A Quick Guide to Disposable Cleanroom Garment Considerations

Softwall-Gownroom.jpgThere are many considerations cleanroom operators must make when deciding on a garment for the cleanroom. Different uses and requirements will dictate whether disposable or reusable is more appropriate as well as what material is needed for the application. For medium to high-risk environments, disposable garments tend to be more cost-effective. We will focus on the qualities of disposable garments here.

Different industries have separate needs when it comes to their cleanroom garments. For example, pharmaceutical manufacturing looks at particulate control and sterility. Electronics manufacturers would be most concerned with particulate. Biotech companies are concerned about cross-contamination. Each manufacturer will be interested in different qualities of fabric and suppliers.

Cleanroom Garment Fabric Types

Here are some of the fabrics used for the garments:

1. Tyvek, made by DuPont

    • This fabric is probably the most well-known fabric in the cleanroom industry. It performs well in Class 100 (ISO Class 5) to Class 100,000 (ISO Class 8). The material is breathable and offers light splash protection against non-hazardous liquids. Most organic and inorganic chemicals will not affect the physical properties of the material. Tyvek remains strong and flexible wet or dry, and down to -100 degrees Fahrenheit. While the garments can be treated to be static-dissipative, they are not static shielding. There is free-fiber generation at wear points, and if exposed to a flame, Tyvek will melt away.

2. Spunbonded-meltblown-spunbonded (SMS)

    • The spunbonded polypropylene outer layers offer extra strength and comfort. The microfiber matrix middle layers filter out fine particulates and water-based liquids. This is a breathable fabric but does not block particle and microbes as well as Tyvek.

3. Spunbonded Polypropylene (SBPP)

    • This nonwoven material offers minimal barrier properties. It is used for low-cost commodity applications like shoe covers, coveralls, lab coats, and bouffants.

4. Compressed Polyethylene

    • 65% low-density polyethylene and 35% light low-density polyethylene make up this lightweight film that is practically impervious. Best used when physical properties must be unaffected by either chemicals or solvents.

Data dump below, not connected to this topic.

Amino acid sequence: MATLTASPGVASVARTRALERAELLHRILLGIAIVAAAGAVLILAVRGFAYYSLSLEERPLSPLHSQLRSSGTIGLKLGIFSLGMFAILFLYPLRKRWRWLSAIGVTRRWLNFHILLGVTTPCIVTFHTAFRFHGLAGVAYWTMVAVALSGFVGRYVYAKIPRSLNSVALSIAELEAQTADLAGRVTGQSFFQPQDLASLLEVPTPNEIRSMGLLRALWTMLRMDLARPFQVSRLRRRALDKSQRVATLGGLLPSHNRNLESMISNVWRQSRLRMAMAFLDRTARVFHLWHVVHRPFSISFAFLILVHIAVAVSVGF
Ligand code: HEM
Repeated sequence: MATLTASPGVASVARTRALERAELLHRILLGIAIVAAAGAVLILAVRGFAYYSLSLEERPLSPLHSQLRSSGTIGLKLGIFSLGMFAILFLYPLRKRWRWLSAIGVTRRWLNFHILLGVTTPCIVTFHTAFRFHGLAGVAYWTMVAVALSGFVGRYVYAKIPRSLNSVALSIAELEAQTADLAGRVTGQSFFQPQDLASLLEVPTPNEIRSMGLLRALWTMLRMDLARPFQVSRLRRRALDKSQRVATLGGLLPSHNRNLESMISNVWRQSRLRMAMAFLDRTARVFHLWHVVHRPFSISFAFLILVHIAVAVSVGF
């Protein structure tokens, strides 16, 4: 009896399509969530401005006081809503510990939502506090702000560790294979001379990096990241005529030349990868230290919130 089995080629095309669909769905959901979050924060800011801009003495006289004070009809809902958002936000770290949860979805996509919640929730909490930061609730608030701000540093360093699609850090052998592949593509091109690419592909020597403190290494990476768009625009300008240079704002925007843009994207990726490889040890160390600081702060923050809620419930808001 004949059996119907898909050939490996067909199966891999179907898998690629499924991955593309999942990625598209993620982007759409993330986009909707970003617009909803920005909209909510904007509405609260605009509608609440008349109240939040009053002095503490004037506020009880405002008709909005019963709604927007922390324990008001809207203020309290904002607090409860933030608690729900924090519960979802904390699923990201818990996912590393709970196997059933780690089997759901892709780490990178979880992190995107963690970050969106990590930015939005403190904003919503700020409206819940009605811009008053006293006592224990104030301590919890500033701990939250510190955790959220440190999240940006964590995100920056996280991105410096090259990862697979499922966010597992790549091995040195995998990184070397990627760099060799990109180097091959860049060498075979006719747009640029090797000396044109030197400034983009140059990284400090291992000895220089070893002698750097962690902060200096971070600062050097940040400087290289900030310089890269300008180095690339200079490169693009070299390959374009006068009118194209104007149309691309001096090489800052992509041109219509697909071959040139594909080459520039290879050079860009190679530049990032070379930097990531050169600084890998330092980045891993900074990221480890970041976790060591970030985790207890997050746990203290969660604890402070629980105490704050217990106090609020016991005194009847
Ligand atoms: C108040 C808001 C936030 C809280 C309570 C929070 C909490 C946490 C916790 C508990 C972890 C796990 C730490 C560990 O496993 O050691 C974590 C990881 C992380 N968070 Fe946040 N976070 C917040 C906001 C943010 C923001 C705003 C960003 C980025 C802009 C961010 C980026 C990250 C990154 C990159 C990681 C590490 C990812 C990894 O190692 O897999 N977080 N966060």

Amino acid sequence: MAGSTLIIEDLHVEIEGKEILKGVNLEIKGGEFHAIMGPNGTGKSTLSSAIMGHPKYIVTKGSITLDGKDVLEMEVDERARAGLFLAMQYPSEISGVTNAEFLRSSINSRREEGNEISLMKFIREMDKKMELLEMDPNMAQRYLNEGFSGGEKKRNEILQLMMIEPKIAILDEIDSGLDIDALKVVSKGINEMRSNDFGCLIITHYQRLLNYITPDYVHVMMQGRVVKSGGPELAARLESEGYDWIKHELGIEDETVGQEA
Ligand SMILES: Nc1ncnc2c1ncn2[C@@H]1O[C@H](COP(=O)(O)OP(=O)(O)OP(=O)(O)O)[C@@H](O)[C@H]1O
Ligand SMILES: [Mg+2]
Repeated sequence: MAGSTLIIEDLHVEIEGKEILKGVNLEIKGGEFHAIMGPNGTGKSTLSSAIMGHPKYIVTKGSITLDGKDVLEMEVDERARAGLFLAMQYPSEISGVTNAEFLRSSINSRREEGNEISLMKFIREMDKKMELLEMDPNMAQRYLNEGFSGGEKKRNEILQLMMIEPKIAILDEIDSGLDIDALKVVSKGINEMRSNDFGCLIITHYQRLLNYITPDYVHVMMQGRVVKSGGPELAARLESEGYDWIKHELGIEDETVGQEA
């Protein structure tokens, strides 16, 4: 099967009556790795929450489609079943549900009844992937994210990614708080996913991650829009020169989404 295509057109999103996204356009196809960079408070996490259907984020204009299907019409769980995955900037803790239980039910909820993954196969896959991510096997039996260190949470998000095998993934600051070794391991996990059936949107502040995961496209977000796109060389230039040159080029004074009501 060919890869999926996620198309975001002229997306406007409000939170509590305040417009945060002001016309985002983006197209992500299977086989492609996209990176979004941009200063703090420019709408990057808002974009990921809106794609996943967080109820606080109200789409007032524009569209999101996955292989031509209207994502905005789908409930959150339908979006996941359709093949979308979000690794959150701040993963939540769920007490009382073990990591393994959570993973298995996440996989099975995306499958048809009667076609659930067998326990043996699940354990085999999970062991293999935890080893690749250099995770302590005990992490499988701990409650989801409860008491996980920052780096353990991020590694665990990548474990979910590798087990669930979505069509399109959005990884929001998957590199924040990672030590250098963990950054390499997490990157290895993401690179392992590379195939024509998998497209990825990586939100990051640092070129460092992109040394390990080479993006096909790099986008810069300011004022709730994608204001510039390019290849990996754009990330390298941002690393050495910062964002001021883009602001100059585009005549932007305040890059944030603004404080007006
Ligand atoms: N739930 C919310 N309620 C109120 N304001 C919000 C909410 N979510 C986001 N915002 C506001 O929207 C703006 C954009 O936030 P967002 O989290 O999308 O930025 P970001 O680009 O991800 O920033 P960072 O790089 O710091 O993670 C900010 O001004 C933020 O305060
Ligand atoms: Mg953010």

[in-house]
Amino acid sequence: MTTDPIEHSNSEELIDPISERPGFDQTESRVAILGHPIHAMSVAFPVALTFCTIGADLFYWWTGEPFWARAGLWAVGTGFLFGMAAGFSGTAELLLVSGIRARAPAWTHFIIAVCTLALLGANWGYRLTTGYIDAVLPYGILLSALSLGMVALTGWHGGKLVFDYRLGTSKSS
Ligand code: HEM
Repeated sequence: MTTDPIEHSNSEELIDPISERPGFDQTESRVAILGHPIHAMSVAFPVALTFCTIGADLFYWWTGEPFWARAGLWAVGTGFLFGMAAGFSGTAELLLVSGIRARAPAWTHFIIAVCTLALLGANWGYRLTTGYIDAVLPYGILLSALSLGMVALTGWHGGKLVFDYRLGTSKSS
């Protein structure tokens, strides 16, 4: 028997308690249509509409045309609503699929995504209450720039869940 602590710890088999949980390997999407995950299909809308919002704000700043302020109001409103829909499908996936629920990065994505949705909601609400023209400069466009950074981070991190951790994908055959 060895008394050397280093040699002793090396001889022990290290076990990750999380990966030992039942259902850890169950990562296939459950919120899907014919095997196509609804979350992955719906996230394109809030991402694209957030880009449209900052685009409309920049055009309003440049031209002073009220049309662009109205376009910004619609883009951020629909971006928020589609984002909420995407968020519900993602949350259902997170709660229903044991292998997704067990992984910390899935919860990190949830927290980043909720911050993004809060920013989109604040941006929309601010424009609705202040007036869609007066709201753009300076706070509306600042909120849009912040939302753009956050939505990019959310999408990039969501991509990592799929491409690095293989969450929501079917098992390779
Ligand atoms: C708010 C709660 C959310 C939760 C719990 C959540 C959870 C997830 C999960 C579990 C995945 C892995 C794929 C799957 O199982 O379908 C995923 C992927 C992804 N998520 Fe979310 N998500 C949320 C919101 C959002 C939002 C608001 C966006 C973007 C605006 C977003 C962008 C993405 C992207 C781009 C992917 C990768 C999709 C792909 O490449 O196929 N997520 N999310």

5. High Moisture Vapor Transmission (HMVT) Fabric

    • This film by BF Goodrich lets moisture escape while keeping liquids from penetrating. Solid State Technology’s article, “Disposable cleanroom garment use and markets,” says the film: “incorporates monolithic film technology to provide textile producers with waterproofing qualities, selective permeability, tear and puncture resistance, and barrier protection.”

You can see that each material caters to a slightly different set of needs. Cleanroom garment technology has come a long way since Tyvek came out in the early 1960s. Comfort has proven to be a highly significant consideration in these garments; this is obvious when we see adjectives like, “lightweight” and “breathable.” These are other factors that garment suppliers consider with their products.

Cleanroom Garment Suppliers & Products

Solid State Technology (SST) posted a thorough article on cleanroom garments called, “Disposable cleanroom garment use and markets.” Below we will outline garment suppliers and their products.

    • 1. Cardinal Health – The authors dedicated a significant amount of space to this company, citing them as a market leader in sterile, disposable cleanroom garments. Manufacturing garments for use in Class 100 (ISO Class 5) to Class 100,000 (ISO Class 8), Cardinal Health offers the highest sterility assurance level available – .000001. The company’s sterile and nonsterile garments are made with Tyvek. The sterile Micro-Clean line is laundered and sterilized with gamma radiation. They are individually bagged and packaged in a Class 10 cleanroom. The three lines of nonsterile garments include the Micro-Clean 2-1-2 Opti-Soft. It’s coated to eliminate loose fibers and can be recycled.
    • 2. DuPont – Offering four different lines of disposable garments, DuPont’s sterile garments come with a “Certificate of Irradiation and Sterility.” The IsoClean is a durable garment that offers excellent barrier properties. ProClean garments are exceptional liquid and particulate barriers. The Suprel LS line offers good liquid and particulate barriers along with exceptional comfort. Summus, with good barrier and breathability, is the most economical line.
    • 3. Kimberly-Clark (KC) – These SMS fabric garments offer strength and cloth-like comfort. The Kleenguard brand products have a patented microforce barrier fabric that not only provides “outstanding particulate holdout,” but also “claim to be 25 times more breathable than Tyvek.” According to SST, “The fabric has a clothlike, abrasion-resistant, spunbond polypropylene outer layer and includes a middle layer comprising an intricate web of microfibers that filter out many water-based liquids and dry particulates.”

These were the three companies with the best product descriptions, though the article also mentions Alpha Pro Tech, Lakeland Industries, Cellucap/Melco Manufacturing, and Shenzen Selen Static Scientific. Most of these manufacturers’ lines can be purchased through distributors like WWR Scientific Products. Global Recovery Systems is mentioned as a company that recycles disposable cleanroom garments.

Today’s technology for cleanroom garments is quite impressive, but it can overwhelm the person who has to decide what kind of garment to use. Disposable garments, as described in the SST article, are often more cost-effective than reusable garments. Manufacturers who use cleanrooms need to know what kind of protection they are looking for and go from there. The right garment not only protects the products but also keeps employees happy.

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